The Urinal needed fuel this morning. I don’t like to run her below 150km to a tank just to give me a bit of margin. So, as ever, it’s an excuse to take the longer route to the office. That’s a splendid, winding road across the flats of West Oxfordshire up to Faringdon. The garage isn’t really on the way to work, but I can kid myself it is.
So, I head out through Clanfield and past the Clanfield Tavern, through Radcot and up the hill to Faringdon. Then fill. Then brave the “traffic-calmed” hell that is the Lechlade Road out of Faringdon. The local council are clearly preparing for an invasion. They’ve strewn the road with tank-traps that rattle the Urinal’s sidecar, half snap my neck and create lots of lovely noise for the residents.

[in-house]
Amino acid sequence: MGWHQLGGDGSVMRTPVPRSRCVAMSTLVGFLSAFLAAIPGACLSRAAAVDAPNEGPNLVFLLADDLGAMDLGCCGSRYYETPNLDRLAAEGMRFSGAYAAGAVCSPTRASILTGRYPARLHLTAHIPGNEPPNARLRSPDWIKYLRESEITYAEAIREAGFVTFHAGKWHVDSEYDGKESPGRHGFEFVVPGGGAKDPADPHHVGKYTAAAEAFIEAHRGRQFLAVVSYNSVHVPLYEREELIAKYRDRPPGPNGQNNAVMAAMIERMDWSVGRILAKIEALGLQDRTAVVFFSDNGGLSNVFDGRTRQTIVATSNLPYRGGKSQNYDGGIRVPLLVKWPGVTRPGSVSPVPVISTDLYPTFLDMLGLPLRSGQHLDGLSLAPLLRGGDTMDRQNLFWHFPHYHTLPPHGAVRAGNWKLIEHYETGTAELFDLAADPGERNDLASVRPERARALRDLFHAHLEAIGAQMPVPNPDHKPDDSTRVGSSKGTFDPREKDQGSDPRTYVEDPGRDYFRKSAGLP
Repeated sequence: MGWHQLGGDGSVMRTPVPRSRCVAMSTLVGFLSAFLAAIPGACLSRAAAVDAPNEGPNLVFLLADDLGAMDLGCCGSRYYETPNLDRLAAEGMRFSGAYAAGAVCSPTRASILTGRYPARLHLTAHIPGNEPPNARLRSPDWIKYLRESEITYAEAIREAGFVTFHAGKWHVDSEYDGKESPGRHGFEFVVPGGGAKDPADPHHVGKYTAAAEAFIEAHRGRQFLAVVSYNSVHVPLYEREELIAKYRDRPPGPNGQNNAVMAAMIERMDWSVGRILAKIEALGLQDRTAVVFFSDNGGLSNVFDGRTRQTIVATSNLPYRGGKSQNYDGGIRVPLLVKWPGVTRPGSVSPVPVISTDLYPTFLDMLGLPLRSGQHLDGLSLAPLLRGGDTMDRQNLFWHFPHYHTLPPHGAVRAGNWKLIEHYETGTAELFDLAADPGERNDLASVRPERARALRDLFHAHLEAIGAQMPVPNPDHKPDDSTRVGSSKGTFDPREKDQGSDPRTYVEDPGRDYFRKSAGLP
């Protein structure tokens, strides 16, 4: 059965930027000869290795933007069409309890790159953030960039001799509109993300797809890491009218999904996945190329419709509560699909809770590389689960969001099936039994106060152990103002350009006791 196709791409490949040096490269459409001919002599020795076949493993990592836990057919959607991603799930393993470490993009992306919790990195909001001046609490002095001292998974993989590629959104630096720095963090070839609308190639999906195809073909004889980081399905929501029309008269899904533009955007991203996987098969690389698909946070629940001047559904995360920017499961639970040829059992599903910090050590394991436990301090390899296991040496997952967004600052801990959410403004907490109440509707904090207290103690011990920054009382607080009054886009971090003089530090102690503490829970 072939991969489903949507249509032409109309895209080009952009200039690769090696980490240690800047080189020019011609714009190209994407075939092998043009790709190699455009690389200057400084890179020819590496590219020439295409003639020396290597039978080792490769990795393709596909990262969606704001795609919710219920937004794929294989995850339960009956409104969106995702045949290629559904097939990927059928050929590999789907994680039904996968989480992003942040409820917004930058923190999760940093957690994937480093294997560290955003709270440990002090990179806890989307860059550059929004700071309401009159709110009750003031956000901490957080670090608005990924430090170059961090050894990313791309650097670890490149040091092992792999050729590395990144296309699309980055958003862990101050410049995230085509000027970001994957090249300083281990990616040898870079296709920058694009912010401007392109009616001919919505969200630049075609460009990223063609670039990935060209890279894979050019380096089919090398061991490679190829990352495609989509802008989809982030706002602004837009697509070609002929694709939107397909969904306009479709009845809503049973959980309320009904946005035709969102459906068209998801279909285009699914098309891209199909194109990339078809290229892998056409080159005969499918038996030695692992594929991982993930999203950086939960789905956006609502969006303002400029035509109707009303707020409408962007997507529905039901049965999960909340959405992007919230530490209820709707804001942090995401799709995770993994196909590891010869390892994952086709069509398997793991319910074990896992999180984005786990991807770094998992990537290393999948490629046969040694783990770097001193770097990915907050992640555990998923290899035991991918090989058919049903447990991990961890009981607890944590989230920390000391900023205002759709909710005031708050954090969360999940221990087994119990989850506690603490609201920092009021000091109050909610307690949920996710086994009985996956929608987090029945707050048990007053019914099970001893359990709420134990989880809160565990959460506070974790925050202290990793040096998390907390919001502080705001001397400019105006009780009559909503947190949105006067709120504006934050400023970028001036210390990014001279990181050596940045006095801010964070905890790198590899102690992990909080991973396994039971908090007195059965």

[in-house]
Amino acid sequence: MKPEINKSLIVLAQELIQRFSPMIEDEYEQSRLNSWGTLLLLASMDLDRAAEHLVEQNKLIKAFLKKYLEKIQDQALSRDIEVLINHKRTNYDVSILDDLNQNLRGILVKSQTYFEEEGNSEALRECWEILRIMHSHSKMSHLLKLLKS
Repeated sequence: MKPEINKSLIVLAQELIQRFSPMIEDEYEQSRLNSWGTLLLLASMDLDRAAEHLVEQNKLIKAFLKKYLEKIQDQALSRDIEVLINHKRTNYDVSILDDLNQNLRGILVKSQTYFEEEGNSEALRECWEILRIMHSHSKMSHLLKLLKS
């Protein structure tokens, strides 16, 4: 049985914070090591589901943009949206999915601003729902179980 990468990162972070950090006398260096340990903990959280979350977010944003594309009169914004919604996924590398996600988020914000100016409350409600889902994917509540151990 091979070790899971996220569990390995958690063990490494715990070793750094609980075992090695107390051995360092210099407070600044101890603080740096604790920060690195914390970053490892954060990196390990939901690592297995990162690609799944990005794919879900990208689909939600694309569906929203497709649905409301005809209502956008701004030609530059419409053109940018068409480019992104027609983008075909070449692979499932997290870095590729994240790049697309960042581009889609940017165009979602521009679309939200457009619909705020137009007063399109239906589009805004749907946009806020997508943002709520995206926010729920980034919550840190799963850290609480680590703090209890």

But then there’s the joy of the A417 Faringdon-Lechlade road. Oh my. Up past Buscot House and on through Buscot village and parallel to the Thames as it winds into Lechlade. If you haven’t, you should.
Then. coming out of Lechlade I have to pass Tink’s chuck-wagon on the A361. I say ‘pass’. I can’t usually manage that level of self-discipline. And, this morning, with an Enfield Bullet parked up, its owner face down in an early burger, I certainly wasn’t passing.
After the obligatory bacon, egg and abuse bap from Tink, I sat down next to John (as I discovered he was called) and we started chatting. He’d been a railway electrician who’d moved to Swindon in the 1960s to work in the loco yards. Now 70 and retired, he was spending his days in the saddle of his immaculate Enfield.
He was at Tink’s waiting for a pal of his – another retired engineer. Clearly an engineer with ‘issues’ as he drives a Dnepr outfit. I mean, outfit drivers are definitely on the dark side. Urallists are pretty well in the darker end of the dark side. Dnepr drivers simply exist in a different universe from the rest of humanity.
I asked John where he was riding today.
“Planning on heading up to Lincoln,” he said. I asked if he had friends or family up there.
“Nah,” he replied, “just fancied the ride.”